Online engagement seems to be the new trend in the stakeholder engagement era. For many community stakeholders, it’s much easier to pick up a smartphone, read about the project, and share ideas or concerns online, right from home. Online communication also makes it easier for organizations to collect information from these otherwise silent stakeholders – whether it’s identifying multiple stakeholder groups in a high-density area through the comments posted on an engagement webpage, or validating concerns with an online survey.
Also, face-to-face communication does have a few limitations. Time is probably the one that affect the most this approach. After meeting work, family, and other obligations, few people have the time (or energy) to attend a public consultation on a proposed tunnel, electricity tariff, highway or a new railroad at 8 pm on a Monday night. However, some organizations may be running into trouble with the misconception that online stakeholder tools are sufficient for managing a stakeholder engagement strategy.
Online engagement is not a silver bullet
Even in our social media-driven era, people continue to value in-person interactions above all else when it comes to building trusted relationships. That’s because communicating face-to-face speaks volumes far beyond the simple words that come out of your mouth. Sitting together in a room allows others to perceive the meaning of your tone, voice inflection, emotion, and body language.
When it comes to inspiring people or moving them to action (including acceptance), nothing beats looking people in the eye and telling them exactly what they need to know. Keep in mind that this works in both directions, which is why face-to-face stakeholder consultation is so effective.
Another important aspect is to validate you are engaging with your real stakeholders. Virtually anyone can access an online engagement webpage and share their ideas. The last thing you want is to waste time managing concerns – or worse – adopting strategies that are not relevant to those who are actually impacted by your project. So, you still need to validate if the concerns raised online are relevant for your project key stakeholders.
Also, you don’t want to open yourself to people using your online engagement platform to troll your key messages and sowing confusion about your project. In that case, it is important to consider to dedicate someone to moderate the information people are sharing online to avoid this risk.
Relying on a combination of online and offline tools is your best shot
In some contexts, online engagement tools can help you better map out the current stakeholder landscape so that you can leverage this data to shape a more solid engagement strategy. The conversations in the community will take place and you want to know how people perceive your project.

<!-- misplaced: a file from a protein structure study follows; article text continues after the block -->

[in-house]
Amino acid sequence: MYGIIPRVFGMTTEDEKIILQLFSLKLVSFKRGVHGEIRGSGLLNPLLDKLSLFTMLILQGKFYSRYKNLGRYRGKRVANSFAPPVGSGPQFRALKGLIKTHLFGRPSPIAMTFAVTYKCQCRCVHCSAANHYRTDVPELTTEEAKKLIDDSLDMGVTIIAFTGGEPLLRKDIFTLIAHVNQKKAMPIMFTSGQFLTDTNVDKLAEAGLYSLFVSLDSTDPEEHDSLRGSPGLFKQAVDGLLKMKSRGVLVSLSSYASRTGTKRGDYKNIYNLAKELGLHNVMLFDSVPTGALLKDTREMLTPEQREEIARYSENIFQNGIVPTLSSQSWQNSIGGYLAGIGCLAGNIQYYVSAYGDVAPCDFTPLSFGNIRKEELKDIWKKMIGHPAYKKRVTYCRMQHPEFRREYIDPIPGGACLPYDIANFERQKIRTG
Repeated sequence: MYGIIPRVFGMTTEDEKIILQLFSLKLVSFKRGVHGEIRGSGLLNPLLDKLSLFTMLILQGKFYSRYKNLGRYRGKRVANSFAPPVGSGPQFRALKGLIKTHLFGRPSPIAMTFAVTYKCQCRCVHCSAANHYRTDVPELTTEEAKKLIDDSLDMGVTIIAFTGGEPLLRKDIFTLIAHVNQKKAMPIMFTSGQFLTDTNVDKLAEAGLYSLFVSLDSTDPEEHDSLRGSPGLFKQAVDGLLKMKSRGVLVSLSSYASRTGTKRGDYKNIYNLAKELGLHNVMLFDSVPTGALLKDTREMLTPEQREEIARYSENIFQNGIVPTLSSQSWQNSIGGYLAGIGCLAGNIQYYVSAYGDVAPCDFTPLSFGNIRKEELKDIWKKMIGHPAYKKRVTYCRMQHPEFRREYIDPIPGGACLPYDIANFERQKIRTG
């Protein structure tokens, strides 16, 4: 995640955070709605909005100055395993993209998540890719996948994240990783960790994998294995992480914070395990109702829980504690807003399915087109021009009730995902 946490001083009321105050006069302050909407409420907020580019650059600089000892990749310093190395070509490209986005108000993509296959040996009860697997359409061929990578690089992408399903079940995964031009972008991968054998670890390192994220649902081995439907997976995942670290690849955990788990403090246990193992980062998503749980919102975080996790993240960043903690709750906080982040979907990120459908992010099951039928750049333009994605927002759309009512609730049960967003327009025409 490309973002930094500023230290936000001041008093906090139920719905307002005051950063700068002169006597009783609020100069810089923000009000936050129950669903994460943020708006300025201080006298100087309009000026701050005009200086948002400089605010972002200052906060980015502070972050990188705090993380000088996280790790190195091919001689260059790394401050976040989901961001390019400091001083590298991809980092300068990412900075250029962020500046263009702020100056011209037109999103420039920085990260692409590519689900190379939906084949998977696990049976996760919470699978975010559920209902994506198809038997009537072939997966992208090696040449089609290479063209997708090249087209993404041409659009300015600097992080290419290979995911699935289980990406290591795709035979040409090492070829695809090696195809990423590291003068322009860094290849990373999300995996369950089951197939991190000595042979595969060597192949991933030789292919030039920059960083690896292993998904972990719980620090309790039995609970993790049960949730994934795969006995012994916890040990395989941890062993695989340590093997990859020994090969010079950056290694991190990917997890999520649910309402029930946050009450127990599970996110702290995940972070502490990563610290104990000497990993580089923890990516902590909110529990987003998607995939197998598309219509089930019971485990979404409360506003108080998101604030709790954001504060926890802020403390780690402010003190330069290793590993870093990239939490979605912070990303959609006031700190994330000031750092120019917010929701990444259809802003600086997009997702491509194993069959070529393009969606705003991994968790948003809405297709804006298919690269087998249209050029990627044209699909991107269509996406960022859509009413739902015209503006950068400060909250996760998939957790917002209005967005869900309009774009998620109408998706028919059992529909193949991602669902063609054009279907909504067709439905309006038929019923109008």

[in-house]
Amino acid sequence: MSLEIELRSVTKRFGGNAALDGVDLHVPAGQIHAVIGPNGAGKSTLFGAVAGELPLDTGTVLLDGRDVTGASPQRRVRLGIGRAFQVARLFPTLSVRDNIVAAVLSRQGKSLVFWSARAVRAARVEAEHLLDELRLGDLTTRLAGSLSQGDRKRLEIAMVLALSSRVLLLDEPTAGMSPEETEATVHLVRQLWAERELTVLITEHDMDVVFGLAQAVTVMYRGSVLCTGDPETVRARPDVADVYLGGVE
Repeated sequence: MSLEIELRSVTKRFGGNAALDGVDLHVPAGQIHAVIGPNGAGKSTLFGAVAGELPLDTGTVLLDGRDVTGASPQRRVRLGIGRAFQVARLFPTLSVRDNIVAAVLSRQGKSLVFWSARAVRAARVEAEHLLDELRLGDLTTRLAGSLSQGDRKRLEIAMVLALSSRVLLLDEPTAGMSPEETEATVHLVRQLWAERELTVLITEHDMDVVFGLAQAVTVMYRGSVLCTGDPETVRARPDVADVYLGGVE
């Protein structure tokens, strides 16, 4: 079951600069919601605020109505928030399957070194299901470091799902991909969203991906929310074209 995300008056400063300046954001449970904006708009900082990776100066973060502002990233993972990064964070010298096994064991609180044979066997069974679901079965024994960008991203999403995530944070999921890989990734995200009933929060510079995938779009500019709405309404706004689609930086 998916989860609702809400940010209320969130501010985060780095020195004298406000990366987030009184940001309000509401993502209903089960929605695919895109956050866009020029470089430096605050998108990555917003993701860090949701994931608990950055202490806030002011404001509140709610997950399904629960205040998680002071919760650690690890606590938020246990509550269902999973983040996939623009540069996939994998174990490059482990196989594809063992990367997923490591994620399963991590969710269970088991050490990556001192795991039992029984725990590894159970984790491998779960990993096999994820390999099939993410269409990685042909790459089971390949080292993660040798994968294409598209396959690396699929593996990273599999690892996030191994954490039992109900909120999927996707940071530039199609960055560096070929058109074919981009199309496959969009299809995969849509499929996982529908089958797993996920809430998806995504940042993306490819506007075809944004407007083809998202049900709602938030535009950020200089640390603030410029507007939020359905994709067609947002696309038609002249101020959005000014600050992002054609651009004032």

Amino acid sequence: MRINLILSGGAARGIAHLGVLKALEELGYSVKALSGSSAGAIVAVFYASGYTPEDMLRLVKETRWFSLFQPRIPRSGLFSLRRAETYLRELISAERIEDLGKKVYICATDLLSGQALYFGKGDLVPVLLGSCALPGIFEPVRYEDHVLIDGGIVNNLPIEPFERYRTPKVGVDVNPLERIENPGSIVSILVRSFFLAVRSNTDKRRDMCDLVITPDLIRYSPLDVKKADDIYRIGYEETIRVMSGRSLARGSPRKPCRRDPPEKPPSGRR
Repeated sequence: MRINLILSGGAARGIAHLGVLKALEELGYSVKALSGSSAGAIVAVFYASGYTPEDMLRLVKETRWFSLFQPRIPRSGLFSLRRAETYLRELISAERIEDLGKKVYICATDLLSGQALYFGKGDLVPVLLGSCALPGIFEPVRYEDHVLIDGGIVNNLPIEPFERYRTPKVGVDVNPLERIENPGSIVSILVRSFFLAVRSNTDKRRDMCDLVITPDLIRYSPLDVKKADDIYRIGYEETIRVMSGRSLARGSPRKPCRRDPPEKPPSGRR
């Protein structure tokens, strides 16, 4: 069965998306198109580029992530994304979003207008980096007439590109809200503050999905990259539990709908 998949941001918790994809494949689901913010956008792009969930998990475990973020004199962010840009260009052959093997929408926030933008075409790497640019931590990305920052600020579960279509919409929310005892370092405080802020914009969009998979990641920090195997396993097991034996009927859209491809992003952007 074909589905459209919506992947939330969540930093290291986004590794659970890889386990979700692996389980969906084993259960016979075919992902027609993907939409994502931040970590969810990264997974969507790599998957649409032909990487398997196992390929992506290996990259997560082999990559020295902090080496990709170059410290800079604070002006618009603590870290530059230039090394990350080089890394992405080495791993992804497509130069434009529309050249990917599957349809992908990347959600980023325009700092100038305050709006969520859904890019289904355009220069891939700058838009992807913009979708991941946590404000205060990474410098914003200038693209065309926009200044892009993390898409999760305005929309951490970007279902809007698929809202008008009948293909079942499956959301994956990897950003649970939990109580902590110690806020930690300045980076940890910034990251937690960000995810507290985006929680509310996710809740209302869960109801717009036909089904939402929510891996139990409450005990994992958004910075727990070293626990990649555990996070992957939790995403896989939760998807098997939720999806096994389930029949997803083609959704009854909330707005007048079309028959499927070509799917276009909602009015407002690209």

But what online engagement tools can’t do is help you address the issues that arise during these online stakeholder interactions. Effective engagement entails more than simply identifying stakeholders and letting them voice their concerns; it also requires taking the appropriate actions. And these actions must always be in line with the organization’s goals while also respecting key stakeholder concerns.
Sooner or later, you will want to do something about the concerns raised online. You will interact personally with your key stakeholders. You will need to organize and centralize all interactions, concerns, new issues and stakeholders’ contacts in a central platform.
As new issues may arise as the project progresses, you need to continuously review your engagement strategy and make sure you can reach the target. You want to know what’s working? What’s not? What commitments have been made to whom, by whom, and by when? What aspects of the organization are affected?
Being able to instantly share the right information with the right people at the right time – not to mention being able to build an institutional memory to empower future stakeholder engagement efforts – is where stakeholder engagement teams can build meaningful value. A stakeholder engagement platform will allow you to encompass these. This is why relying on a combination of online and offline tools to facilitate dialog with stakeholders will result in a more effective and successful engagement plan.
Optimizing stakeholder engagement efforts with limited resources
Just like their stakeholders, most engagement teams struggle with limited time and resources. They are expected to continuously engage with key stakeholders, re-assess perceptions, track communications, build corporate memory, review and analyze social trends between projects, monitor the progress of engagement plans and consistently improve the overall quality of stakeholder communications.
This is where a stakeholder engagement software can be of immense help. It allows teams to easily coordinate, prioritize and report on activities, demonstrate compliance with regulatory requirements, visualize assets, hot spots and rising issues, and generate institutional memory to empower future engagement efforts. Not only for a specific project but on a long-term vision of strategic engagement with your stakeholders.
By centralizing all of this carefully collected data in a single platform – and presenting it in a meaningful way – this valuable information will always be at your fingertips. And as we all know, having access to the right information at the right time is the key to good decision making.
Boréalis online stakeholder engagement software is used by organizations around the world to successfully engage stakeholders and secure social license to operate in a wide range of industry sectors. To request a free custom demo of our software, contact us.
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